Young Fans Love Scully, Older Fans Revere Him
A long sigh of relief slowly drifted across the Southern California landscape like a warm summer wind. The two local teams might be having awful years, but, somehow, all is right with the baseball world again.
Vin Scully is coming back for another year.
Every day, every hour, it seems, new fans are regularly introduced to and charmed by the 82-year-old, best play-by-play announcer of all time. So this is no knock on the younger generation.
But only those of us who are old enough to have been in the Greater Los Angeles area when Scully arrived with the Dodgers in 1958 can truly appreciate his enormous impact.
Los Angeles was so different then, and this new team owned by a stranger named Walter O’Malley traveled across the country to relocate in a facility built for anything but baseball. The Coliseum was a joke, but Scully wasn’t.
He bridged the gap from Brooklyn to L.A., from the Ebbets Field diehards to movie star central, from New York’s cab driver-like frenzy to Los Angeles’ celebrity cool.
He was as much a teacher as he was an announcer in those early days, patiently explaining the nuances of the game to a town that had only mild interest in the old Pacific Coast League.
The Spahns and Aarons and Clementes didn’t mean much to anybody out here, until Scully began extolling their virtues. Radio was the main medium then. Games weren’t televised on a regular basis, so everybody had their trusty transitor.
Ask the grandparents, especially the grandfathers, out there if they ever went to bed listening to Scully on their tiny radios, hidden under their pillows so their parents wouldn’t know. You’ll be shocked at how many smile and say they did that on a nightly basis.
If you grew up in the late 1950s or early 1960s, Scully defined those summers. His crackling voice was the soundtrack of your life. You’d hear him in your backyard, under the stars. In your dad’s garage, amid all the equipment. On the beach, between dips in the foamy Pacific. Or on the freeways that were somehow flowing free of traffic back then.
Even at the ballpark, his silky smooth voice would echo across the stands. So many people would bring their transistors to the game, it was like having his play-by-play piped in. Vin would tell a funny story, the crowd would erupt in laughter, and the players would freeze, looking up into the stands, wondering what was going on.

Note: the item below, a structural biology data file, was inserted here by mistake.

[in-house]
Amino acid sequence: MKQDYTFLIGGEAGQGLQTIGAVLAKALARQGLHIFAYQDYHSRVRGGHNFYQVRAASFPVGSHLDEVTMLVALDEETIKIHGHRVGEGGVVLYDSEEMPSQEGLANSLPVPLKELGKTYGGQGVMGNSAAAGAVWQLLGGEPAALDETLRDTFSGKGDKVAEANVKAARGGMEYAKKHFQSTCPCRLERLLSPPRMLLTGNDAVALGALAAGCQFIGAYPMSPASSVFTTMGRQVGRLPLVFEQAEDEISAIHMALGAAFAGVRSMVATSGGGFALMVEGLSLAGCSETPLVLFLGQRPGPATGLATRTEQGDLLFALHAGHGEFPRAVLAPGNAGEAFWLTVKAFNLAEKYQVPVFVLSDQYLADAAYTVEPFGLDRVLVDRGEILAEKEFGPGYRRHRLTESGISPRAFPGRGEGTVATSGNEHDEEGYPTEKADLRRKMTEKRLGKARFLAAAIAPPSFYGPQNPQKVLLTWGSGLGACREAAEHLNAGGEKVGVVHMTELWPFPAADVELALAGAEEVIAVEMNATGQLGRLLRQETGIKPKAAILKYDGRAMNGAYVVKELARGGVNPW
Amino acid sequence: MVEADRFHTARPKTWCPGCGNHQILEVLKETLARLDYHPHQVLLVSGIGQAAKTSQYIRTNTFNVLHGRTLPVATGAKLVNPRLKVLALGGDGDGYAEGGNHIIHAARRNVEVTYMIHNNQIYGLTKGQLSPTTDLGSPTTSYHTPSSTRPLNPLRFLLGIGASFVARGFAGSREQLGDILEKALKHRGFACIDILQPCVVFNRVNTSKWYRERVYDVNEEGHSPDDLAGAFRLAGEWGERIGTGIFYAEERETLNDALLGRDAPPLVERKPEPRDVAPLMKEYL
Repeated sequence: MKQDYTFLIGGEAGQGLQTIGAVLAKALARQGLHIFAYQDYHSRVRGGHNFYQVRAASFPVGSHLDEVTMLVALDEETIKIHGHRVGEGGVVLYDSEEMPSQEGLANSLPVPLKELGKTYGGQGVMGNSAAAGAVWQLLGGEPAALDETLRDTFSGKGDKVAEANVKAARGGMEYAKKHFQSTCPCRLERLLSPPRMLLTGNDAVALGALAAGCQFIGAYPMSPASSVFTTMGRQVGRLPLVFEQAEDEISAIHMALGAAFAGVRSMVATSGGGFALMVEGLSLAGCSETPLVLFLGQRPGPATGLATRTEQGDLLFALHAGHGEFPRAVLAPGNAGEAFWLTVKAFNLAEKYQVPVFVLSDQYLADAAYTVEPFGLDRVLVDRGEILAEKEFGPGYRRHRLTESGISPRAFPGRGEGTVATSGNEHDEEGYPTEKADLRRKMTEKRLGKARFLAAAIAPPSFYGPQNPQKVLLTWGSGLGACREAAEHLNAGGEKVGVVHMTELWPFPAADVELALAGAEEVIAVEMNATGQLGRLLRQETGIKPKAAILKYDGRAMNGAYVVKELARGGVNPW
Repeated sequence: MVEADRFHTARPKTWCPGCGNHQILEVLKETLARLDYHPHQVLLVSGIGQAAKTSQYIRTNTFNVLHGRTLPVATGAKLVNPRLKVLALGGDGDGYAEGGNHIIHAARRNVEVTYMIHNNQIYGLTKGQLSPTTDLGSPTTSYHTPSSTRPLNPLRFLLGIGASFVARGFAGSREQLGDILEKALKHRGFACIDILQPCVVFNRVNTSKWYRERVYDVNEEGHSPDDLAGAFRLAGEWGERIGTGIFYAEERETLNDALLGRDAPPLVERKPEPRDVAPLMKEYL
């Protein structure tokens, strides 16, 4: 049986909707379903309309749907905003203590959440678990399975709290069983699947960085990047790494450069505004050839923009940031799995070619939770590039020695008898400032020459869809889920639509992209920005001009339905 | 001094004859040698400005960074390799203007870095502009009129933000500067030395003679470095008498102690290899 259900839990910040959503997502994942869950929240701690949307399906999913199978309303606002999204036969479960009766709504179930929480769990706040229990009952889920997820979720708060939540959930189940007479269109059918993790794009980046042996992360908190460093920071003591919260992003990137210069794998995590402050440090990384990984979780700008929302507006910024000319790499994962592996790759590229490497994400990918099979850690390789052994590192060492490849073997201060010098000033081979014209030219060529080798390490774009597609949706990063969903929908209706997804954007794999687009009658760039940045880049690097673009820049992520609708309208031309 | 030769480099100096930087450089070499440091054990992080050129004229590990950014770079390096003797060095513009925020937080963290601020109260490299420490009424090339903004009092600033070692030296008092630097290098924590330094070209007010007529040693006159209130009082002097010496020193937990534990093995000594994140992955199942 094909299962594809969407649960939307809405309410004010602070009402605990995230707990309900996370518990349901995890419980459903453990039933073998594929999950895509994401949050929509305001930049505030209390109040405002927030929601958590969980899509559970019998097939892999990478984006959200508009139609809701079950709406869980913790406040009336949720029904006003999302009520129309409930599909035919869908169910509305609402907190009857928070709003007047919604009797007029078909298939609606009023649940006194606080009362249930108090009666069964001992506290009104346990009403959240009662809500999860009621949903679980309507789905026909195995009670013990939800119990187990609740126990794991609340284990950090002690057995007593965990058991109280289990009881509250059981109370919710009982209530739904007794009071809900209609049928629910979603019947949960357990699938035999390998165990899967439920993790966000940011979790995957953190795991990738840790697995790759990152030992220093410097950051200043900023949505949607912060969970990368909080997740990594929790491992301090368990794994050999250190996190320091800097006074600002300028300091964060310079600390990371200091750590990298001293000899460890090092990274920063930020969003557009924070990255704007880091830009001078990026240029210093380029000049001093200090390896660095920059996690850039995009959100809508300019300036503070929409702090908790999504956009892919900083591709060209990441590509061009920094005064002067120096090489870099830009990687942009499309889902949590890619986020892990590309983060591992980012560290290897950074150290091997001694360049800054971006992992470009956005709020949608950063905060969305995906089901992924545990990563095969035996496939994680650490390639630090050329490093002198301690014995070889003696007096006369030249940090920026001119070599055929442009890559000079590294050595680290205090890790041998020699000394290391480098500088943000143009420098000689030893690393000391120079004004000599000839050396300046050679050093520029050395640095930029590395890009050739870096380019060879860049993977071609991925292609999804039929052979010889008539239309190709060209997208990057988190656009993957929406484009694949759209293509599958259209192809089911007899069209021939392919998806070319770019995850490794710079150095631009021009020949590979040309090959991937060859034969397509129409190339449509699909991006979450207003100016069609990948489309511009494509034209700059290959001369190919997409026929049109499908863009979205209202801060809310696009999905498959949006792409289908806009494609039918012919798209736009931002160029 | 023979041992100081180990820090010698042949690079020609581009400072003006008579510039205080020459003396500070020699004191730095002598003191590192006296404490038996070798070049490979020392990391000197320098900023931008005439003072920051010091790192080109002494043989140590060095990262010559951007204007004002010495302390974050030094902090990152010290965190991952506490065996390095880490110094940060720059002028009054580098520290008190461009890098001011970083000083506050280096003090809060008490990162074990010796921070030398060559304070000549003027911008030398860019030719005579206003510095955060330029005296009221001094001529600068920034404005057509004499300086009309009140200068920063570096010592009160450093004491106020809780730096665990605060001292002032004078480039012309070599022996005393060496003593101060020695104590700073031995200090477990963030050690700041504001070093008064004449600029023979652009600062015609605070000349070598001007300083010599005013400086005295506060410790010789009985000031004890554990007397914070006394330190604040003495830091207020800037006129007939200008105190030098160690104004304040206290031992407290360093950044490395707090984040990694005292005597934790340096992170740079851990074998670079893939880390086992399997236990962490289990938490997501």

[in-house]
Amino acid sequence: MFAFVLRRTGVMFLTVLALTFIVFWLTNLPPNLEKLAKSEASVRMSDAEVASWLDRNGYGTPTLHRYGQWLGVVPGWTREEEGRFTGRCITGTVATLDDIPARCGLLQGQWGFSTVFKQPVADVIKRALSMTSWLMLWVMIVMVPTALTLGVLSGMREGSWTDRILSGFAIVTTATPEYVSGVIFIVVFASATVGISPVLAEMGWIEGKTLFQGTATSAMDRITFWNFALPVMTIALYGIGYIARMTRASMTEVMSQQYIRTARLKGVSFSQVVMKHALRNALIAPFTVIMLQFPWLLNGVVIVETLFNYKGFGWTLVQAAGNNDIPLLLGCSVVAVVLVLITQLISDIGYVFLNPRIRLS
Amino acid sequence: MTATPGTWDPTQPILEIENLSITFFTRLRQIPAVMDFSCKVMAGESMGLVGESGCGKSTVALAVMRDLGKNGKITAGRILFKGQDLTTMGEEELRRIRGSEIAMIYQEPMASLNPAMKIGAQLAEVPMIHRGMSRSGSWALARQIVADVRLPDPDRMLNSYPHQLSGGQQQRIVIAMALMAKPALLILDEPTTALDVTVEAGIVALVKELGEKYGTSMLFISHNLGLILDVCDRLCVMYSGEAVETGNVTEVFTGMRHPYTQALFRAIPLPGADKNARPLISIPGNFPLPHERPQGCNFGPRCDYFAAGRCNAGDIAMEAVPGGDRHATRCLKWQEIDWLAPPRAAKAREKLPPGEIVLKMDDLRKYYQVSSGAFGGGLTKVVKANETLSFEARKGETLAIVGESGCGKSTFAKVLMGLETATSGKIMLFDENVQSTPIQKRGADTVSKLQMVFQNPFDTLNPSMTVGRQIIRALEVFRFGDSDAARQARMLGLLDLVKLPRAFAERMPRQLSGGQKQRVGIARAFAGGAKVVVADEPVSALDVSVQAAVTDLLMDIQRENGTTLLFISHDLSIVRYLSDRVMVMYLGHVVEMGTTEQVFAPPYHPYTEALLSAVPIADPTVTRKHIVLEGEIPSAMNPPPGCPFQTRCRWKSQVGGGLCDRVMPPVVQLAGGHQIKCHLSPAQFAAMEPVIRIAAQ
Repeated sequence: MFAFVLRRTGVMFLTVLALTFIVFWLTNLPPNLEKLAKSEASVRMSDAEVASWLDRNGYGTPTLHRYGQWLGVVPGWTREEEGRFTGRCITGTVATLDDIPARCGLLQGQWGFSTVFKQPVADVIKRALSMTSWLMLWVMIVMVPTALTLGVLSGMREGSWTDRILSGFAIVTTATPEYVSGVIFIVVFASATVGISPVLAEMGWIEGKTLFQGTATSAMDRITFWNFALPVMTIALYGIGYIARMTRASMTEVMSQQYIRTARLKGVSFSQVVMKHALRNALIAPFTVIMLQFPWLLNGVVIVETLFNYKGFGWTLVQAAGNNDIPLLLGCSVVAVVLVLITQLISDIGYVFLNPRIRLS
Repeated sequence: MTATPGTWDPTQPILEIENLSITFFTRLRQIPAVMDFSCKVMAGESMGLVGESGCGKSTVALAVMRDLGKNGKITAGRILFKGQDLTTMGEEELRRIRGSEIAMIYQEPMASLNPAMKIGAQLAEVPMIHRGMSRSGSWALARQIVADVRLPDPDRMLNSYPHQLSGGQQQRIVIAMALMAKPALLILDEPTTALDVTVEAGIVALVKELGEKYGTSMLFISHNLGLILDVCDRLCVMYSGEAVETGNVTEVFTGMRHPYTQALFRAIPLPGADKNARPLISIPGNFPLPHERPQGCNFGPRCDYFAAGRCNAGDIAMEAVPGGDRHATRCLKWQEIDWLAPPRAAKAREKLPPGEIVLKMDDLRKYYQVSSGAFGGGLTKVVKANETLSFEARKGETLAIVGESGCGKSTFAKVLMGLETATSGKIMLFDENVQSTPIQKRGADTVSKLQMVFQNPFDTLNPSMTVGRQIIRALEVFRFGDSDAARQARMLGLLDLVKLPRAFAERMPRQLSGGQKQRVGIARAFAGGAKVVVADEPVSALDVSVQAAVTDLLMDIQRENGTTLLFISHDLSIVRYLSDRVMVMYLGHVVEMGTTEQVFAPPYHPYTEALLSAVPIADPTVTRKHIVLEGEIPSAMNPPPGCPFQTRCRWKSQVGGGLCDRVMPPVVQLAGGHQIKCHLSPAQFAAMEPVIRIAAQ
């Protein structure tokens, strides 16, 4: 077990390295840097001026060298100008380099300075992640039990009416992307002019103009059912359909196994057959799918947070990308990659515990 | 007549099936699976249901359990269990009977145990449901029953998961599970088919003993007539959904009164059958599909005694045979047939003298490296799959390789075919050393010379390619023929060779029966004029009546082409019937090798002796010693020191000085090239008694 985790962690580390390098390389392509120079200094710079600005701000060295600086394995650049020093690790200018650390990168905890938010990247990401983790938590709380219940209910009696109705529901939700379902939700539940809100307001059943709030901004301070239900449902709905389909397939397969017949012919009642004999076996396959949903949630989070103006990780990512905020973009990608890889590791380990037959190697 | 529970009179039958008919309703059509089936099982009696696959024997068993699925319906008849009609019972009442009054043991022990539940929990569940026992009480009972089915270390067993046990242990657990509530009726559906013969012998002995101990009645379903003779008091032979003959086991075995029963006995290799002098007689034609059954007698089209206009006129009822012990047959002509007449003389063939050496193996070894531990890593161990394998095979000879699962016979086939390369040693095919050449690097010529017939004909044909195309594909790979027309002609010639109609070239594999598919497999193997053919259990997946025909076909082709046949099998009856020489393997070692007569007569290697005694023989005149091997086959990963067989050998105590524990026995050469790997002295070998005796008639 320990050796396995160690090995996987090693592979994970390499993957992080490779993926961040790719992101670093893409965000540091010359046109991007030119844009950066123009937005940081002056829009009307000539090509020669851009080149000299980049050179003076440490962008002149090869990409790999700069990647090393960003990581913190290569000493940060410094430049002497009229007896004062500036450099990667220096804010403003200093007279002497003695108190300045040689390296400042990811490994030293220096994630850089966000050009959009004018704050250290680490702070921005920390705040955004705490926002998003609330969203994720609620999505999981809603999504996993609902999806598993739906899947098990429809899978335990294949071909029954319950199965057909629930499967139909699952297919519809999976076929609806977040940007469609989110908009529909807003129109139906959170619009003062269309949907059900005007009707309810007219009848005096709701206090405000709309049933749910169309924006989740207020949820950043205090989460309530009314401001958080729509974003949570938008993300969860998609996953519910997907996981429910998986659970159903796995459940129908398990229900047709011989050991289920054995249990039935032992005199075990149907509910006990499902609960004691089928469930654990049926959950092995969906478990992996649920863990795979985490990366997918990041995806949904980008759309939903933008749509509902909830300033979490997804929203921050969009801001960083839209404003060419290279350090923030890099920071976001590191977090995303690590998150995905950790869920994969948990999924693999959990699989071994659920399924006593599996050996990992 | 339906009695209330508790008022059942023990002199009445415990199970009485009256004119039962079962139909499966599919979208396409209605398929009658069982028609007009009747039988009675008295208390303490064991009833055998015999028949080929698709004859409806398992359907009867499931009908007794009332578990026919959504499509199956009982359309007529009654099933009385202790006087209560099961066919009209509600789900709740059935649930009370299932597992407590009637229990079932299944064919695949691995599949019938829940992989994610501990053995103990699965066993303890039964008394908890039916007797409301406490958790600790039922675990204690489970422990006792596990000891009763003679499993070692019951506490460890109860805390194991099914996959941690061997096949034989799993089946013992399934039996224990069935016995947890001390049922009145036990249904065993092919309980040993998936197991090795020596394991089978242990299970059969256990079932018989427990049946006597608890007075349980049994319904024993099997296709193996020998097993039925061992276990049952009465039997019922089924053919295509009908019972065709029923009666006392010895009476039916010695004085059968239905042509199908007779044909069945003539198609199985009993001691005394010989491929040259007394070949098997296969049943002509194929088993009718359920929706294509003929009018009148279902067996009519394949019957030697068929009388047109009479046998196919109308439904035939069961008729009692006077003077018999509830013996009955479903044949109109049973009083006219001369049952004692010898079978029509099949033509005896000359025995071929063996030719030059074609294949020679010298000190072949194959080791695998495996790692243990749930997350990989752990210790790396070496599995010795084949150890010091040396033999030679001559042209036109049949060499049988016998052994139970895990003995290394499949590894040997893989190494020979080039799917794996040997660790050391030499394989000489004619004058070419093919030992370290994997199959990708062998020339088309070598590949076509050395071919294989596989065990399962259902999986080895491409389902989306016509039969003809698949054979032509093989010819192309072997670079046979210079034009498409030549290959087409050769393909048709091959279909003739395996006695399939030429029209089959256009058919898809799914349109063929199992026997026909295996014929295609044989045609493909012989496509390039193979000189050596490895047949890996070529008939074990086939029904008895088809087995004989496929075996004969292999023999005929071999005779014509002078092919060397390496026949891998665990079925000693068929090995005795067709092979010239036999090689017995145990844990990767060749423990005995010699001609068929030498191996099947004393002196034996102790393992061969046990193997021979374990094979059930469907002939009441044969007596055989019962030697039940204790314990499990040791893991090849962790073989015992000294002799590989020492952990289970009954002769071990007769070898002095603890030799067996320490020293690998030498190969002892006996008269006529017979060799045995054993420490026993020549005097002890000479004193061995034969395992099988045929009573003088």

More than a star player or a colorful manager, a great announcer can be the face of a baseball franchise. Teams like the Angels don’t understand that. But it was true in New York with Mel Allen, in Detroit with Ernie Harwell and in Brooklyn, where Red Barber’s stylish Southern tones allowed him to be the mentor for a young redheaded kid named Scully.
It is startling to think that it has been more than 50 years since the Dodgers arrived, and Scully is in his 80s, his voice still melodic as ever, the stories as rich and interesting as they were all those seasons ago.
He announced on Sunday he’d be coming back for another year, saying his love for the game overwhelms everything else. That’s understandable. When you’re the best ever at your profession, it must be exceedingly difficult to give it up.
Naturally, those of us who have been his biggest fans all this time were delighted to hear the news. Even though we know, deep down, the inevitable is coming.
For his family’s sake, at some point, probably next year, Scully should retire. We realize that. And yet, most of us dread the day it happens. For a long time, I grappled with the reasoning behind those feelings. But now I think I finally get it.
It is because when Vin Scully walks away, a big part of us will go with him.
— STEVE BISHEFF